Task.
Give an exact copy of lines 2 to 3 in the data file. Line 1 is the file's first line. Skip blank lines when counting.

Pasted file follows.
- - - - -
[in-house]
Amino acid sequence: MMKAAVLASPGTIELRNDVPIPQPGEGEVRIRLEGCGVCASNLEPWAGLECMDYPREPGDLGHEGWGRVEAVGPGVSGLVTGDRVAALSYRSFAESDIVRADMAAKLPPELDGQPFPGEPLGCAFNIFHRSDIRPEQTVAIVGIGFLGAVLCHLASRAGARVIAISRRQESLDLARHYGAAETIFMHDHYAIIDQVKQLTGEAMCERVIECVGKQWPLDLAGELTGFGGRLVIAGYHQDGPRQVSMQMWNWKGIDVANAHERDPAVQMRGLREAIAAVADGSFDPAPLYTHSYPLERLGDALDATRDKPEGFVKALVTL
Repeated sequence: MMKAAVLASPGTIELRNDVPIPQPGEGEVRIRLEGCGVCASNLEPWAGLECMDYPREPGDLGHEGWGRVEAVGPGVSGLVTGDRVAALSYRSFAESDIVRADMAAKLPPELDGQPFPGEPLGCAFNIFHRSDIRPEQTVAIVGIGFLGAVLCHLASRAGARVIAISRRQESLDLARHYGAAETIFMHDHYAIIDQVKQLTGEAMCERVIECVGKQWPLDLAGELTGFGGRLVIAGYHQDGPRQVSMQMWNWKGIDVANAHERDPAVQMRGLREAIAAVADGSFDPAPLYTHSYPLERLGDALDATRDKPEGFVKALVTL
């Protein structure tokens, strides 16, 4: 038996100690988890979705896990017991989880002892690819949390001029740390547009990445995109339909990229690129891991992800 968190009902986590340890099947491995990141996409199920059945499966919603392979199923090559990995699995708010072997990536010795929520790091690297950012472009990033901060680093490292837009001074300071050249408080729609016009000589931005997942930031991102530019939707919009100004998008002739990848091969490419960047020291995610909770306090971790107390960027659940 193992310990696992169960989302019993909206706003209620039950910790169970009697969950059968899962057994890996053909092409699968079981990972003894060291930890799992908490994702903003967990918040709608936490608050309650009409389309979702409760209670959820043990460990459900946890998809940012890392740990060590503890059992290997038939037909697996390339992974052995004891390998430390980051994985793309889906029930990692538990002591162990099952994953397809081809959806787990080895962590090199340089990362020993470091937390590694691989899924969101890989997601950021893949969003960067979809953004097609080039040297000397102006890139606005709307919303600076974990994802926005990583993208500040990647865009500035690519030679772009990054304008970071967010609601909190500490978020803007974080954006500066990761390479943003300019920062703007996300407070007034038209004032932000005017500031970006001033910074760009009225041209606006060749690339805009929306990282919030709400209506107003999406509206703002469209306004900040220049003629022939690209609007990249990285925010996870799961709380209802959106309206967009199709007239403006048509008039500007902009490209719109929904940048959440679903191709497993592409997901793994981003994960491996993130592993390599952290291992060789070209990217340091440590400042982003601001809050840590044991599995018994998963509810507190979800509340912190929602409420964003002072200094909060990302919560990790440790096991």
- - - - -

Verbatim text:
Amino acid sequence: MMKAAVLASPGTIELRNDVPIPQPGEGEVRIRLEGCGVCASNLEPWAGLECMDYPREPGDLGHEGWGRVEAVGPGVSGLVTGDRVAALSYRSFAESDIVRADMAAKLPPELDGQPFPGEPLGCAFNIFHRSDIRPEQTVAIVGIGFLGAVLCHLASRAGARVIAISRRQESLDLARHYGAAETIFMHDHYAIIDQVKQLTGEAMCERVIECVGKQWPLDLAGELTGFGGRLVIAGYHQDGPRQVSMQMWNWKGIDVANAHERDPAVQMRGLREAIAAVADGSFDPAPLYTHSYPLERLGDALDATRDKPEGFVKALVTL
Repeated sequence: MMKAAVLASPGTIELRNDVPIPQPGEGEVRIRLEGCGVCASNLEPWAGLECMDYPREPGDLGHEGWGRVEAVGPGVSGLVTGDRVAALSYRSFAESDIVRADMAAKLPPELDGQPFPGEPLGCAFNIFHRSDIRPEQTVAIVGIGFLGAVLCHLASRAGARVIAISRRQESLDLARHYGAAETIFMHDHYAIIDQVKQLTGEAMCERVIECVGKQWPLDLAGELTGFGGRLVIAGYHQDGPRQVSMQMWNWKGIDVANAHERDPAVQMRGLREAIAAVADGSFDPAPLYTHSYPLERLGDALDATRDKPEGFVKALVTL